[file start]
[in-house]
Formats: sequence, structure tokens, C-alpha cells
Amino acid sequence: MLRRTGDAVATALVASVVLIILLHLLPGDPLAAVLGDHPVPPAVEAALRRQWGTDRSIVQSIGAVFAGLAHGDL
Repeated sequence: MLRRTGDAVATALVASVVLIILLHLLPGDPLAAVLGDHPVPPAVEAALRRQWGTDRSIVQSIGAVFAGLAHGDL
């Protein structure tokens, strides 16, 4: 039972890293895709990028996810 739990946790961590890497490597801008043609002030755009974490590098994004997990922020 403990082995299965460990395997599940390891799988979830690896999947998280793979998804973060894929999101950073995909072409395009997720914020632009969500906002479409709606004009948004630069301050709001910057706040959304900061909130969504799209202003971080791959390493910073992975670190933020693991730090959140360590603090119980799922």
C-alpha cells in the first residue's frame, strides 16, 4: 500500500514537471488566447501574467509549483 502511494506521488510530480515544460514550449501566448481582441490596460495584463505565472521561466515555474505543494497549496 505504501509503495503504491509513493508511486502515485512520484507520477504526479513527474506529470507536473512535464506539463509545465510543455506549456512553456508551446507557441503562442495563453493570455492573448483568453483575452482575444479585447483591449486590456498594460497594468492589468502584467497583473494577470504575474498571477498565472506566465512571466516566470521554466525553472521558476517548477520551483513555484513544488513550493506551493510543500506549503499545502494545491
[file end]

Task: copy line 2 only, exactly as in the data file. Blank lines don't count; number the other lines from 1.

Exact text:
Formats: sequence, structure tokens, C-alpha cells